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Iran Khodro: Peugeot yielded to all demands

2 November 2015 14:54



PSA Peugeot Citroen, which faces a backlash from its abrupt pullout from Iran in 2012, appears to have coaxed Iran Khodro into reviving their historic partnership.   

Iran was Peugeot’s second largest market before the French automaker left the country in breach of contract, idling a massive assembly line which manufactured vehicles from kits of parts.

Desperate for a return, Peugeot is aggressively pushing for a new partnership and Iran Khodro Managing Director Hashem Yekke-Zare says the carmaker has submitted to all conditions demanded by his company.

“Setting up a 50-50 joint venture, turning Iran to the regional center of Peugeot exports and transferring technology as well as investment were Iran’s conditions for cooperation which the company has accepted,” he said on Monday.

The remarks are a major climbdown from his previous tough talk that Peugeot must account for its decision to exit Iran before signing any new deals.

In July, Yekke-Zare said Iran Khodro was in talks with Renault and that the other major French carmaker could “become our main partner and eliminate Peugeot” while other Iranians demanded compensation.

A worker assembles a Peugeot 206 at the Iran Khodro plant near Tehran. ©AP

But the old partners are reported to have signed a letter of intent, waiting for sanctions to be lifted on Iran. Peugeot has reportedly accepted to build new plants and platforms, and transfer technology in return for a greater share of the market.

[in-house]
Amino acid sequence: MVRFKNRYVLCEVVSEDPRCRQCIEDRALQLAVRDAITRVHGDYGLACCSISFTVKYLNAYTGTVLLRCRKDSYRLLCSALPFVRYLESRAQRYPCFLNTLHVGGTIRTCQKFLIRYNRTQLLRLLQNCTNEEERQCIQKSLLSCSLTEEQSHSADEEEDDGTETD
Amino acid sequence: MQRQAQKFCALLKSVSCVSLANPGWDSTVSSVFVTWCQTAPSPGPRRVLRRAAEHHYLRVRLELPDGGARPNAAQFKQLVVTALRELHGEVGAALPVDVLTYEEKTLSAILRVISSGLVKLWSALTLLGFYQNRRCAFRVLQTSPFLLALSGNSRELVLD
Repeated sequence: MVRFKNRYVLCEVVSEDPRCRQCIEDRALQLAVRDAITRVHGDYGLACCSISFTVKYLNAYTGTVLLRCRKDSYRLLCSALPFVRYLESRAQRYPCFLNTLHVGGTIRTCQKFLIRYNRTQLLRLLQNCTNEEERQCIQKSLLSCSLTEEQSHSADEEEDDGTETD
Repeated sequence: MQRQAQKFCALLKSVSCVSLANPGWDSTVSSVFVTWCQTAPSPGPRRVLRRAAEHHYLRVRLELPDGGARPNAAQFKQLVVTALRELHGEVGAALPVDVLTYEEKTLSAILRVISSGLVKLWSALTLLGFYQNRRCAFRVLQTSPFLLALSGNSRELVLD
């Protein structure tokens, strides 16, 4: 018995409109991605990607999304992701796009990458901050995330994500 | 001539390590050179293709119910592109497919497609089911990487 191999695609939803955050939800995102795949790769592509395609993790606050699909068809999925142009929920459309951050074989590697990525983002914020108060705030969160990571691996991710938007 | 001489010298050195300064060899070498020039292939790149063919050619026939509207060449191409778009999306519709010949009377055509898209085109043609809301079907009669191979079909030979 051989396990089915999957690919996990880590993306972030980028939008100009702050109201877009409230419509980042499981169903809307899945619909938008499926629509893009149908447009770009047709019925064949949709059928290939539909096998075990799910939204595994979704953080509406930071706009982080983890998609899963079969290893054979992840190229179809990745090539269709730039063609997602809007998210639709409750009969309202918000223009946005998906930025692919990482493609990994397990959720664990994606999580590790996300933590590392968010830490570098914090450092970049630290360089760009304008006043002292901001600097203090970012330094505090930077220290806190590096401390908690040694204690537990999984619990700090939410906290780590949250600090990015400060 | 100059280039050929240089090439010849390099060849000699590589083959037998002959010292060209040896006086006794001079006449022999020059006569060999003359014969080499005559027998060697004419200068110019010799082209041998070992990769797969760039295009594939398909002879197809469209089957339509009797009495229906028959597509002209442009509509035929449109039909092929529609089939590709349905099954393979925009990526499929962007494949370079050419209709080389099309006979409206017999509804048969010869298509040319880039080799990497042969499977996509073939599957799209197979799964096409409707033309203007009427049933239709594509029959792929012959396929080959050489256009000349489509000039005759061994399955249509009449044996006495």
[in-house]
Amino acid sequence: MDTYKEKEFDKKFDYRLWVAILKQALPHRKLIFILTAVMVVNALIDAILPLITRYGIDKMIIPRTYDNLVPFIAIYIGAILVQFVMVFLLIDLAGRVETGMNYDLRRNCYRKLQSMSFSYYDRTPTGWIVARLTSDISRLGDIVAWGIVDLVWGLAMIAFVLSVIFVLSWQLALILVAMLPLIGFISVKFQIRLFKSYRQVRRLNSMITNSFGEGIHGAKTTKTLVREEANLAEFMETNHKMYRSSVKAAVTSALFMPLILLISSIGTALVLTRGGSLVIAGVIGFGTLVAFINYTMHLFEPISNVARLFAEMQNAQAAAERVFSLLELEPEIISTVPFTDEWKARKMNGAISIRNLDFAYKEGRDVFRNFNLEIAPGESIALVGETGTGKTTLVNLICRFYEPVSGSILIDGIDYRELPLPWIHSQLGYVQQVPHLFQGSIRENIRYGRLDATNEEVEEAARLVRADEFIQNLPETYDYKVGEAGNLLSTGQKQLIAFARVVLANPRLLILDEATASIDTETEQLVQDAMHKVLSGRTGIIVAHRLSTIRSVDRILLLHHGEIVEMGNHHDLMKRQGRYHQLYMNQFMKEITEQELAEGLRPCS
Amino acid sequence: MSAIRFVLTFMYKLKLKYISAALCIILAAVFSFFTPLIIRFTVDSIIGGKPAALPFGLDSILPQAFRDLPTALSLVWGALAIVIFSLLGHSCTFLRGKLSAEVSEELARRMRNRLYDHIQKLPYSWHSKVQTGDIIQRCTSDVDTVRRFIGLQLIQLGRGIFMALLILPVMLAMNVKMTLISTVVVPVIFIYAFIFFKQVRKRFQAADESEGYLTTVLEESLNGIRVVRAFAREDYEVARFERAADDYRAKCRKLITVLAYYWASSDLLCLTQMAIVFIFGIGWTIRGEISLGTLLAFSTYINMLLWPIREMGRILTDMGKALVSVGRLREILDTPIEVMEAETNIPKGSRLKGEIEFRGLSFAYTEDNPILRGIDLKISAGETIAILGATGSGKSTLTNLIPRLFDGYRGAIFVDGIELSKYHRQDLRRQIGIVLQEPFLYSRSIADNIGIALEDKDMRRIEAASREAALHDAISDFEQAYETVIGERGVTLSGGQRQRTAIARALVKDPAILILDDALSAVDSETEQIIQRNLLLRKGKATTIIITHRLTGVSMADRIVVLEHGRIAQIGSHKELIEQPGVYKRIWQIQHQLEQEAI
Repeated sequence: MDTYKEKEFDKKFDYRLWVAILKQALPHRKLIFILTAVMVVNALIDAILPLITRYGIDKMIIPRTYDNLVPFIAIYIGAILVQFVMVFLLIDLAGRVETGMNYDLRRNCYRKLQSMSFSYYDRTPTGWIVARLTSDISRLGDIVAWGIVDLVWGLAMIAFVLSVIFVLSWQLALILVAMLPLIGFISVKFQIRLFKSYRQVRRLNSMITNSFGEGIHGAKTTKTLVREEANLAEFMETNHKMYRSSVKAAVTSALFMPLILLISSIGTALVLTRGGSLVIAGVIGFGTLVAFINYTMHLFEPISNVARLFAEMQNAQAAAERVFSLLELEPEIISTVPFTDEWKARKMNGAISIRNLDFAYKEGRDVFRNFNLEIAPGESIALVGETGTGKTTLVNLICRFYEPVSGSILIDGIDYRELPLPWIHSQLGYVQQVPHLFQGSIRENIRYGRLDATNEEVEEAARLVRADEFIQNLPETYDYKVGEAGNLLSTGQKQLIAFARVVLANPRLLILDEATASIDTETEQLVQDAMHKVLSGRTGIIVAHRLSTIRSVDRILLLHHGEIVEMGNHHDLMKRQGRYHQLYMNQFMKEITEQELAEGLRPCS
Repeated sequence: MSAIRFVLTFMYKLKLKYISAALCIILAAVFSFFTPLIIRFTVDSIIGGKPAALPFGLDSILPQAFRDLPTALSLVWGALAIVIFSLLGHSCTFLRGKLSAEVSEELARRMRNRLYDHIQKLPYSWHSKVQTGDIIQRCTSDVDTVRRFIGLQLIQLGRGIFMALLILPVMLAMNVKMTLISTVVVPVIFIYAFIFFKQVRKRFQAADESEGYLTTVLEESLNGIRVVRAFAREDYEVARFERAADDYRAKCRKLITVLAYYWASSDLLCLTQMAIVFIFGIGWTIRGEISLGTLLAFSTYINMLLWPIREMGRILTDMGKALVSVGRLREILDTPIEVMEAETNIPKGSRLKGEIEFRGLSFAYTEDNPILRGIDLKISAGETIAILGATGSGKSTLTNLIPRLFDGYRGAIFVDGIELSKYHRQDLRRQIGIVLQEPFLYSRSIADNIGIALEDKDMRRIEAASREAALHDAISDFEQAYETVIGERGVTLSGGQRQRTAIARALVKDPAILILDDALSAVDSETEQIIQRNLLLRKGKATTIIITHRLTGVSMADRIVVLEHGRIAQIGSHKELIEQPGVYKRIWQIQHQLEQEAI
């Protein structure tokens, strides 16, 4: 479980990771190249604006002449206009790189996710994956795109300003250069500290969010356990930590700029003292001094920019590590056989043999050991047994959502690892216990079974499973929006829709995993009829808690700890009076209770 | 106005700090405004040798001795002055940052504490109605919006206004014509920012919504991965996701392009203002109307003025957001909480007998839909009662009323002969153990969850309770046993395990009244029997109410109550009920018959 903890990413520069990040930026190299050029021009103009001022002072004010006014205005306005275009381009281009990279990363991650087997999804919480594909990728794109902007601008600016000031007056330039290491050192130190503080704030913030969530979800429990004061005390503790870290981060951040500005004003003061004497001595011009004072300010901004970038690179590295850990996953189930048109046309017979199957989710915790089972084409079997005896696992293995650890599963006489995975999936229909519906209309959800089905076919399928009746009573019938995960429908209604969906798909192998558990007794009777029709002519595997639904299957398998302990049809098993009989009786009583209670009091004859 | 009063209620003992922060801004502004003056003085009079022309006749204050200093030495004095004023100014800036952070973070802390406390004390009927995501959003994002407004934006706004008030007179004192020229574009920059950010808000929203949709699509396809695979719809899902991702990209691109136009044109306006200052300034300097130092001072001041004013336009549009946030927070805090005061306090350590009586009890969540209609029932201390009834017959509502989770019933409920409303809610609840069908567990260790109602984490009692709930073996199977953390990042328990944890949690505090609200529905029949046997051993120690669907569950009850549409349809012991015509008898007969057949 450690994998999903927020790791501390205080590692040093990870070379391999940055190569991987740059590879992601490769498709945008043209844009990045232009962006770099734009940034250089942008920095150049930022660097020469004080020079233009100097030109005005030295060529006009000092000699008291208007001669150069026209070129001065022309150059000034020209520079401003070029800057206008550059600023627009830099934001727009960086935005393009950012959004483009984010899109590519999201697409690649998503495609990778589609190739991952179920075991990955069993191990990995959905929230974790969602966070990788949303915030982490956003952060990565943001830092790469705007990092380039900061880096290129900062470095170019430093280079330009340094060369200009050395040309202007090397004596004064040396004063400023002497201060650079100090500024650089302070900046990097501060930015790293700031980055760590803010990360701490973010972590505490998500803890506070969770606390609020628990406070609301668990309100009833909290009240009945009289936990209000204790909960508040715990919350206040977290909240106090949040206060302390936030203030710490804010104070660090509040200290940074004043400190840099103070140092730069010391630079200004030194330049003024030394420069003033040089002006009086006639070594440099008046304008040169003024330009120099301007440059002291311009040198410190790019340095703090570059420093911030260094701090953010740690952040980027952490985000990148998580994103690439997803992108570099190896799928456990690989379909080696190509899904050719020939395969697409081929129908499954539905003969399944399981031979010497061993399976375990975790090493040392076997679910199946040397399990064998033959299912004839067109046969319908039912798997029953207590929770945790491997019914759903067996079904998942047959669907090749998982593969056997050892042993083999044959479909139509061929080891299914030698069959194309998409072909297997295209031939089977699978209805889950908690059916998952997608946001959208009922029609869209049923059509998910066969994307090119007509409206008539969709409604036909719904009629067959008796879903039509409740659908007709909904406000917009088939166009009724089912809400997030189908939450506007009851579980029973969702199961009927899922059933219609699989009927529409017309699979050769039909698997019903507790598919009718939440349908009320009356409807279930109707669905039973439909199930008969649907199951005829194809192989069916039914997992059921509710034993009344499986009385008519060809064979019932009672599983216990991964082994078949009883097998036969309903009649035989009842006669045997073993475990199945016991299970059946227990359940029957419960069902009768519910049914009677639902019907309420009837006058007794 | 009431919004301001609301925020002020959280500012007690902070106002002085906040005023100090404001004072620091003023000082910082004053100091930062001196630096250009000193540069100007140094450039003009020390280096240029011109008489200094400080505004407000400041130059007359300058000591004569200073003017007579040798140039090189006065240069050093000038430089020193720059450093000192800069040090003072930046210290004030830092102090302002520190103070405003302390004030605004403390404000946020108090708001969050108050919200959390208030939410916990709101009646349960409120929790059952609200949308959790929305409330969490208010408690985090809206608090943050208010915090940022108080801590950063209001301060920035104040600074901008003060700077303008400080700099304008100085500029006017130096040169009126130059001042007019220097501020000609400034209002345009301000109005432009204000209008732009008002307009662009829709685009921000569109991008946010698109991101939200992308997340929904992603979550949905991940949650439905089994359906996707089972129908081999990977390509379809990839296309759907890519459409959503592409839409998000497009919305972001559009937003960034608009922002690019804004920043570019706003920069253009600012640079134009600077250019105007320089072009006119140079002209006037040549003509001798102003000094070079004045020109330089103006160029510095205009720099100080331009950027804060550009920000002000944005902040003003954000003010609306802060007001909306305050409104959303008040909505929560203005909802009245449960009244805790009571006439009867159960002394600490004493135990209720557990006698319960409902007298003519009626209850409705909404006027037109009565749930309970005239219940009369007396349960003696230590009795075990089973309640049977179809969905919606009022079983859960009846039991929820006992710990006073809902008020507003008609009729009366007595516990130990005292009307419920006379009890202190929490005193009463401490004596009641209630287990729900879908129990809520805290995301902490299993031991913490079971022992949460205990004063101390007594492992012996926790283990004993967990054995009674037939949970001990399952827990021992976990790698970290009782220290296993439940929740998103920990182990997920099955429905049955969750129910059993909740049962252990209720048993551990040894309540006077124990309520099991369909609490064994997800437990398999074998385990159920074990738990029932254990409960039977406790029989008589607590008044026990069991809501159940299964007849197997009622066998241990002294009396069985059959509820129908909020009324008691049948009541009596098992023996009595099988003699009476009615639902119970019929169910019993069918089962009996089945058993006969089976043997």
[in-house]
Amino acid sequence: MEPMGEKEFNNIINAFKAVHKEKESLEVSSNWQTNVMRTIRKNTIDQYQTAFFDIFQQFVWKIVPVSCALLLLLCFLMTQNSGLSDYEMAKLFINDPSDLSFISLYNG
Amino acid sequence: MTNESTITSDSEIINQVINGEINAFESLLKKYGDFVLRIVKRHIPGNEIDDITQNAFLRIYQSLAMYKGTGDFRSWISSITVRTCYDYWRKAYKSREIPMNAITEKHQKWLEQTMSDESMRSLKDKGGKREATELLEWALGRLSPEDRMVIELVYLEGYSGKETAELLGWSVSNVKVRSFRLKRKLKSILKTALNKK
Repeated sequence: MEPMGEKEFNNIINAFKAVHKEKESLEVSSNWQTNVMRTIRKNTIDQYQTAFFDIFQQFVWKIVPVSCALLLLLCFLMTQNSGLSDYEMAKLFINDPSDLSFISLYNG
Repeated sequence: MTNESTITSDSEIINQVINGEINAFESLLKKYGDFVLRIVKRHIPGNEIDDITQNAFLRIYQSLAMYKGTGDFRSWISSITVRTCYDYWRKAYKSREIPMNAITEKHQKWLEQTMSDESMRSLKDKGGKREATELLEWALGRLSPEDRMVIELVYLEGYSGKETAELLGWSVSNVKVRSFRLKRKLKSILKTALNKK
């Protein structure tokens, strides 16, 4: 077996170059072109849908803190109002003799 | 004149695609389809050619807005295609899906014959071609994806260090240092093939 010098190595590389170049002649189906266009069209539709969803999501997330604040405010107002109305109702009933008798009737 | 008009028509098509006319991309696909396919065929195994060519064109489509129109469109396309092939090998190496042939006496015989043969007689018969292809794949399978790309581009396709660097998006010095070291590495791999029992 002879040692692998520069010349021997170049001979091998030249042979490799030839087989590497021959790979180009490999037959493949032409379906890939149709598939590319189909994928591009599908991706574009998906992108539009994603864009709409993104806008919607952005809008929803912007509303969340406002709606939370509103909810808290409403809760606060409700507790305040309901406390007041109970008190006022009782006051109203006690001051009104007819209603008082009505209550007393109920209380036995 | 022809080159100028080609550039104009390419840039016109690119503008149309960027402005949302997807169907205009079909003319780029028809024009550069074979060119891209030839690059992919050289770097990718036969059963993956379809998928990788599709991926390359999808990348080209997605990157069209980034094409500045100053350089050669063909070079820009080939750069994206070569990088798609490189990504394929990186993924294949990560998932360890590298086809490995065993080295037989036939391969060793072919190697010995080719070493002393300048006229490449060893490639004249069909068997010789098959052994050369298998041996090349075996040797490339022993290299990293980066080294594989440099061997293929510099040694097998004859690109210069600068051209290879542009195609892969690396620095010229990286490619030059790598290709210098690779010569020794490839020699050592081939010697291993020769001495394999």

The company plans to sell 400,000 cars, including its luxury DS brand as well the Peugeot 208, which has proven a hit with Iranian customers, in addition to the compact Peugeot 301.

Before slamming the door in Iran Khodro’s face in 2012, the two partners sold 473,000 units. Peugeot quit Iran under political pressure following a partnership agreement with General Motors which the US company terminated later.

Iran is he Middle East’s largest car market and car making is the country’s biggest industry after oil. According to IHS Automotive estimates, Iran’s auto market is on course to average 1.7 million units in annual sales.

Western and Asian manufacturers from Germany, Italy, Japan and South Korea are exploring a return and the competition is already getting intense for a share of the upside.

In July, French Foreign Minister Laurent Fabius visited Tehran with a trade delegation after German Economy Minister Sigmar Gabriel traveled to Iran to discuss investments.

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